Martin Sieff

Elections matter, but some matter more than others. In 1880, the triumph of William Gladstone’s Liberals over Benjamin Disraeli’s Tories set in motion the long, slow decline of British industry, which left the country dangerously vulnerable. Remarkably, writes Martin Sieff, a century later the election of Ronald Reagan in the United States set in motion a similar decline.

“It’s morning again in America,” began the famous television ad for President Ronald Reagan’s successful re-election campaign in 1984.

Yet while Reagan’s approach to governing has lost none of its appeal to today’s Republicans, it is clear that, three decades after decisively winning his first term in 1980, Reagan launched the United States on a long period of industrial decline and growing indebtedness to the rest of the world.

It was also no coincidence that during those same three decades, America’s annual trade deficit grew to become the biggest of any nation in modern history.

Reagan’s epochal election led also to the progressive abandonment of federal government regulation over the banks and financial institutions of Wall Street.

An age of reckless financial speculation followed on a scale that dwarfed the notorious era of the Roaring Twenties that led straight to the Great Depression. The reckoning for this era only started to come due with the Wall Street meltdown of September 2008.

From today’s perspective, therefore, it is clear that the election of Ronald Reagan over incumbent Jimmy Carter in 1980 marked a historic choice by the American people.

Under Reagan’s stewardship, America’s old industrial base, on which the country’s unprecedented economic expansion and prosperity had been centered since the end of the Civil War in 1865, was allowed to collapse and die — without any effort being made to renew it. The nation ultimately became totally dependent on a huge flow of manufactured imports from China instead.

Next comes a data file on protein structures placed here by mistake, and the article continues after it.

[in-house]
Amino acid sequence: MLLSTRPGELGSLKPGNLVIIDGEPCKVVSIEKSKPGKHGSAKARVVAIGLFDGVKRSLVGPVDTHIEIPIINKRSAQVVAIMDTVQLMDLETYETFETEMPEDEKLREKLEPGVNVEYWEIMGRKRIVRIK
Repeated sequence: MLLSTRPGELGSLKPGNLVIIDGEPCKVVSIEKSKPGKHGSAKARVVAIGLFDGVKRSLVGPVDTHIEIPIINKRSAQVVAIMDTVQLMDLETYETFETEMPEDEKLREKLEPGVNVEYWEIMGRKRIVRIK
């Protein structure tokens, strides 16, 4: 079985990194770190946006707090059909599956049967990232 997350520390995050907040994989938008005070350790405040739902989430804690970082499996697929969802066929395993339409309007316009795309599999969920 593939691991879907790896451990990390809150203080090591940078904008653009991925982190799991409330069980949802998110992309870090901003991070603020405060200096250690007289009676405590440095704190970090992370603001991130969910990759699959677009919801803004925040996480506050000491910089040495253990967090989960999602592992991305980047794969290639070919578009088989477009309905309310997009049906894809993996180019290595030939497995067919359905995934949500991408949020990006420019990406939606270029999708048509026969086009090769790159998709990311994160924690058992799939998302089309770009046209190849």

Coincidentally, on the other side of the Atlantic Ocean and exactly a century before Reagan’s first national victory in 1980, William Ewart Gladstone, the greatest of all Liberal Party leaders, won re-election as prime minister of Britain.

And he then made exactly the same fateful choice to abandon any serious engagement with industrial renewal that Reagan did a century later. Like Reagan, Gladstone bet his country’s future on a policy of unregulated financial speculation and overseas investment instead.

And also like Reagan, Gladstone was a charismatic political tribal leader whose policies, principles and faith were slavishly followed by his successors for decades.

The results were exactly the same. For 200 years, Britain had been the most advanced industrial nation in the world. The growth of its empire and its unparalleled surge in population, per capita prosperity and global power were all based on that industrial supremacy.

But in the next 30 years, as Lord Correlli Barnett documented in his classic book The Collapse of British Power, British industry fell, fatefully and permanently, behind the United States and Germany. It became deeply dependent on continued technology transfusions from both countries.